This is a placeholder topic for “Pololu Jrk 12v12 USB Motor Controller with Feedback” comments.
The powerful jrk 12v12 motor controller is a highly configurable brushed DC motor controller that supports four interface modes: USB, logic-level serial, analog voltage, and hobby radio control (RC). The controller can be used as an open-loop speed control or for closed-loop speed or position control. The continuous output current is approximately 12 A (30 A max) and the operating range of 6–16 V (with transient protection up to 40 V).Read more
with regard Jrk12v12 motor controller. The DC motor I want to position control might draw more amps [ on rare occasions] than the limit of the controller. My question is: " what will happen if this occurs?" Is the controller protected and what is the nature of the protection. Cheers Phillip
It’s not safe to exceed the amperage limitation of the motor controller (30A momentary). If you exceed that limit the motor controller will overheat or burn. There is no protection against this in place other than being certain that you’ve paired it with a suitable amperage motor.
I hope that answers your question!
Thanks Stephen… but surely there is some way to limit current? Firstly, obviously a fuse. The application is that an electric power steer unit which is basically a DC motor and a very efficient worm and wheel right angle drive will be position controlled[ instead of being controlled by driver input torque as conventionally occurs]. This EPS [ with the jrk controller] will " bi wire" control the position of steerable wheels on a small vehicle. I will use two pots one on the drivers control and one on the output shaft of the EPS. The current draw depends entirely on the loads applied to steer the wheels and in some isolated events [ up against a kerb etc] the motor might exceed the limit of the controller. In conventional EPS steering systems their controllers cut power when the unit detects overload but these controllers are not suitable for remote " bi wire" control. But surely the principle is identical when it comes to potential overload protection?
So 1] a fuse. But in the wide world of electronics [ of which I know little] surely there is a way to detect excessive current flow and limit it?
Sorry to cast doubts on your answer but I suspect that there will be a way.
I acknowledge that my original question may not have been put well, and I accept that IF excessive loads reach the JRK motor controller it will burn but that’s just a problem to be solved surely? Regards Phillip
The max current can be set in the config utility, refer to the linked user guide (in the product description). Screenshot below.
The jrk range is designed to be part of a control system in which the output (usually a motor position or speed) is constantly adjusted to match a specified target value. To achieve this, it constantly measures the state of the system and responds based on the latest information. With that in mind, PID isn’t often “instant” and you really should keep within normal specs from motor to controller.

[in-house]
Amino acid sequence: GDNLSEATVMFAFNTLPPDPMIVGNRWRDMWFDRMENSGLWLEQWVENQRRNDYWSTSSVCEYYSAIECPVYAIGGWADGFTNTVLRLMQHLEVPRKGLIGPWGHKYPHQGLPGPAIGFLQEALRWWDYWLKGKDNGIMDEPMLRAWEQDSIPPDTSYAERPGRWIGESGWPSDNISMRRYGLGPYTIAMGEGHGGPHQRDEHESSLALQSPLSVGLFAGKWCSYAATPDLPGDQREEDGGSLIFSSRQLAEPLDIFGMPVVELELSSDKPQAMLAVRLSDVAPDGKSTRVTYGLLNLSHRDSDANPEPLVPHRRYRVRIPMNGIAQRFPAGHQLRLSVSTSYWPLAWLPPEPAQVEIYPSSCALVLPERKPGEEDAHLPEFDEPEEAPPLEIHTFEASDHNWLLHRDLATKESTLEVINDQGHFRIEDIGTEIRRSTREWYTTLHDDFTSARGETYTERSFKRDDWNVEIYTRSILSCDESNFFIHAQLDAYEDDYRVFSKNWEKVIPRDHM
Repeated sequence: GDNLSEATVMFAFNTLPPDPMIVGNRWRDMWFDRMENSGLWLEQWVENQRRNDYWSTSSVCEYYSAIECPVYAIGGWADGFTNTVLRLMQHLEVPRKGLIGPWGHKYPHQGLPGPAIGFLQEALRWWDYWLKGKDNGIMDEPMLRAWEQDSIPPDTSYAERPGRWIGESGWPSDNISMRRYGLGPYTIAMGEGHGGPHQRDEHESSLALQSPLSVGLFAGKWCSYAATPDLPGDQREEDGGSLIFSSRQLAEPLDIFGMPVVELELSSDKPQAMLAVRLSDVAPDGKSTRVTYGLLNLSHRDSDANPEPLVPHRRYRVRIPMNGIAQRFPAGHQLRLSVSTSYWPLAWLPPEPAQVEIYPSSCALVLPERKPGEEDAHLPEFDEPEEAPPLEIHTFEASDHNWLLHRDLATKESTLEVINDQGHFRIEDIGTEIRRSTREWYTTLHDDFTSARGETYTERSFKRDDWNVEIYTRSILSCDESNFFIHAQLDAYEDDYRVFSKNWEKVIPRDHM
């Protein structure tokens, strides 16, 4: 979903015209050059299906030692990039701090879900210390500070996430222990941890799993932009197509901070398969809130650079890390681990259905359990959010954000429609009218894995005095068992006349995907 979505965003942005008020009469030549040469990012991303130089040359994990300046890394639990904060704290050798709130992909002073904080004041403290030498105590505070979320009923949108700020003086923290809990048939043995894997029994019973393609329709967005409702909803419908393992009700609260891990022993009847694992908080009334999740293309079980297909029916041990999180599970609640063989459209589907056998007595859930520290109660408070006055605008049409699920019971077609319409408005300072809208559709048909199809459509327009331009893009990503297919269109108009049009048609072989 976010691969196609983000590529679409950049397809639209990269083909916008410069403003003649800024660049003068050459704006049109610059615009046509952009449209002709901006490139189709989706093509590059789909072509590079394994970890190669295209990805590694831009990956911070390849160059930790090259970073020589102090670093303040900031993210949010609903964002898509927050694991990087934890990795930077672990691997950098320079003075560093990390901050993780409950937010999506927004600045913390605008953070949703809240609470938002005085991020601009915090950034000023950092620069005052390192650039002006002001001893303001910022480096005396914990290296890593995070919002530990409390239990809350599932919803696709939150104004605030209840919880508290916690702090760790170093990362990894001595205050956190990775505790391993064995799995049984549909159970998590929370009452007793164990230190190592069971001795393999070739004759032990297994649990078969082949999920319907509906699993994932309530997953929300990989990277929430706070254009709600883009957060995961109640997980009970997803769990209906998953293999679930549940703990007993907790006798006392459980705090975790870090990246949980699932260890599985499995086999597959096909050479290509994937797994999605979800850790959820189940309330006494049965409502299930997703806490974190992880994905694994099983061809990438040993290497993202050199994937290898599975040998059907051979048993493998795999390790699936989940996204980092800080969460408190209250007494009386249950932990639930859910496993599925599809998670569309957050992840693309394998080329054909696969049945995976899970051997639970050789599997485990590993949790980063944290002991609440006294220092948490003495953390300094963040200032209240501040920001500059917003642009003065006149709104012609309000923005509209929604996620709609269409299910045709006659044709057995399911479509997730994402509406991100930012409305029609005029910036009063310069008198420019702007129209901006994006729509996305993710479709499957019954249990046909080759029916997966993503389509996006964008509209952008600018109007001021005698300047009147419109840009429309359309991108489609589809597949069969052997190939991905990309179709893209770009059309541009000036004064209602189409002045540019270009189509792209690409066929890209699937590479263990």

In general, don’t go beyond a constant 15 Amps for this device.
hi , yes I just found the user guide and hopefully I can limit potential problems. When steerable wheels are rolling there is very little current required to steer them. If they become locked against something and the driver continues to attempt to steer them[ say for example against a kerb when not rolling] then the driver may not be aware that he is overloading the control system. One way to avoid this would be a feedback motor attached to the drivers control to inform him of resistance to steering of the wheels.
One more question:
If I configure the controller for an artificially low current output… what would be the observable consequences ? Would the controller output oscillate as it regulates or would it simply switch off in a situation where a load was preventing the position feedback loop from being maintained [ steerable wheel stuck], Cheers Phillip
The PID loop will do it’s best, though if control parameters (current, etc) are less than physical requirements (real world torque, etc), then the PID will simply set the max allowable settings and remain there, despite everything else.
Graham, Thanks for your further info. Sounds hopeful.
I am experimenting with various slow speed control systems for this
vehicle [ below 10kph] www.tiltingvehicle.net
As a matter of interest. I purchased G sensors and Arduino etc
from Core. These g sensors are used to compensate when driving on
They did not work at all well due to engine vibrations etc.
I now use a potentiometer and a bob weight, but the trick is that
the stiction/ friction that makes a pot " unsatisfactory" can be solved
the pot. For example… mount a mobile phone vibrating motor to the
pot housing. This continually breaks and re makes the stiction of the
the result becomes remarkably stable. I know there are ways to
stabilize electronics in G sensors but sometimes its more important to
something to work before refining. [ same with the Steer by Wire problem]
Thanks again P.